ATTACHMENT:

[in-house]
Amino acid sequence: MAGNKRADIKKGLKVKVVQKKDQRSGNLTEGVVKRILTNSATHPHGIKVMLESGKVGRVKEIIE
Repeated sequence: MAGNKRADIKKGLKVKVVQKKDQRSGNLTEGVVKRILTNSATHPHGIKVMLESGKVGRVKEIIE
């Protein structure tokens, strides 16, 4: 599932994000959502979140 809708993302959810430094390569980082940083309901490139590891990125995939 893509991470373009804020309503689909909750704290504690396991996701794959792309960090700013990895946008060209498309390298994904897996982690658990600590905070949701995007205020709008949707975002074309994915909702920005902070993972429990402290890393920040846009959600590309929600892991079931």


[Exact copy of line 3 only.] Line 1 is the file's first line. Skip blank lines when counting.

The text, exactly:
Repeated sequence: MAGNKRADIKKGLKVKVVQKKDQRSGNLTEGVVKRILTNSATHPHGIKVMLESGKVGRVKEIIE